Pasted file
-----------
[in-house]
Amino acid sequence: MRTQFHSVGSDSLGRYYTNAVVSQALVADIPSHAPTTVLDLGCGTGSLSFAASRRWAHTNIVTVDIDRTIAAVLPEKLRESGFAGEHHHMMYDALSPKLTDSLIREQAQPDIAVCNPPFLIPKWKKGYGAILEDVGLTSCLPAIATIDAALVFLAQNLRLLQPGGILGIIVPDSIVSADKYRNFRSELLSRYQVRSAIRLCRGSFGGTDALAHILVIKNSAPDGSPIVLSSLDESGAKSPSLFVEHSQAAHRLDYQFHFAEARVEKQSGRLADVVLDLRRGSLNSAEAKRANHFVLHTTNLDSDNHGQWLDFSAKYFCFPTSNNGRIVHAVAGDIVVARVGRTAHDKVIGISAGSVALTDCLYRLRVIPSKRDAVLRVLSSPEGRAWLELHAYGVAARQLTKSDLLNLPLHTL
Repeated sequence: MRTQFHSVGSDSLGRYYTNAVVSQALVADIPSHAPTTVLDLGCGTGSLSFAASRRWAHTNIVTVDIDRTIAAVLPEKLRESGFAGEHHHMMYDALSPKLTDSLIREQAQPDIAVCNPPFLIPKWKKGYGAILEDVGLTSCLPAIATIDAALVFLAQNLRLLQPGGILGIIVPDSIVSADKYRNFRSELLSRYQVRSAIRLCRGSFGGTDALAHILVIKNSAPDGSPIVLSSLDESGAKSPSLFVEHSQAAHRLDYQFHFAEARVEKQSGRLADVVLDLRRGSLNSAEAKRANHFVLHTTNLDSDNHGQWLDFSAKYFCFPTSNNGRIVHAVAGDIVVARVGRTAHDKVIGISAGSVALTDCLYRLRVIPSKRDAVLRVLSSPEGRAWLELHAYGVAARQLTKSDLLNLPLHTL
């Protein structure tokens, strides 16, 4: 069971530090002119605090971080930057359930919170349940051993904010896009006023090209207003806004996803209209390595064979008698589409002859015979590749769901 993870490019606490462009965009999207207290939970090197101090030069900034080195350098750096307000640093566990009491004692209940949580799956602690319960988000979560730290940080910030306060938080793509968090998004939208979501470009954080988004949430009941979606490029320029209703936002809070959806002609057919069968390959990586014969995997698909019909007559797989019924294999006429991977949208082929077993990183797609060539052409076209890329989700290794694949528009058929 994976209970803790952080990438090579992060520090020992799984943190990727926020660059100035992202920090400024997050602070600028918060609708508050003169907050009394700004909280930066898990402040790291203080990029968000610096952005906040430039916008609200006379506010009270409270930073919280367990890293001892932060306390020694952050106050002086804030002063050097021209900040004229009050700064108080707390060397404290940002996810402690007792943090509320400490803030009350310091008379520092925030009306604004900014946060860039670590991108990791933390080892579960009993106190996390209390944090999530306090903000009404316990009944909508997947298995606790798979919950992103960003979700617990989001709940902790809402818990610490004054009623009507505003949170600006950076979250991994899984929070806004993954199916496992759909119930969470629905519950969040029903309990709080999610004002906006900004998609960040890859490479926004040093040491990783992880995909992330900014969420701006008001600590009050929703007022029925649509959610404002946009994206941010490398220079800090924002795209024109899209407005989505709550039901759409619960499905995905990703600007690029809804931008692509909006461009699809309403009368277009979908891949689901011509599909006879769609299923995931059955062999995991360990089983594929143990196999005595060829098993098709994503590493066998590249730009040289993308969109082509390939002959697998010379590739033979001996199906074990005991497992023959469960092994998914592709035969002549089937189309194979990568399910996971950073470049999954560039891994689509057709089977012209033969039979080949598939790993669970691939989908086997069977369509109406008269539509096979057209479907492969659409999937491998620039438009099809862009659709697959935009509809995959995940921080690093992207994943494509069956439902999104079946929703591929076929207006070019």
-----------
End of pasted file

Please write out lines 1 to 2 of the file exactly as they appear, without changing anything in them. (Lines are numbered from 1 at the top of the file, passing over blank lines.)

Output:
[in-house]
Amino acid sequence: MRTQFHSVGSDSLGRYYTNAVVSQALVADIPSHAPTTVLDLGCGTGSLSFAASRRWAHTNIVTVDIDRTIAAVLPEKLRESGFAGEHHHMMYDALSPKLTDSLIREQAQPDIAVCNPPFLIPKWKKGYGAILEDVGLTSCLPAIATIDAALVFLAQNLRLLQPGGILGIIVPDSIVSADKYRNFRSELLSRYQVRSAIRLCRGSFGGTDALAHILVIKNSAPDGSPIVLSSLDESGAKSPSLFVEHSQAAHRLDYQFHFAEARVEKQSGRLADVVLDLRRGSLNSAEAKRANHFVLHTTNLDSDNHGQWLDFSAKYFCFPTSNNGRIVHAVAGDIVVARVGRTAHDKVIGISAGSVALTDCLYRLRVIPSKRDAVLRVLSSPEGRAWLELHAYGVAARQLTKSDLLNLPLHTL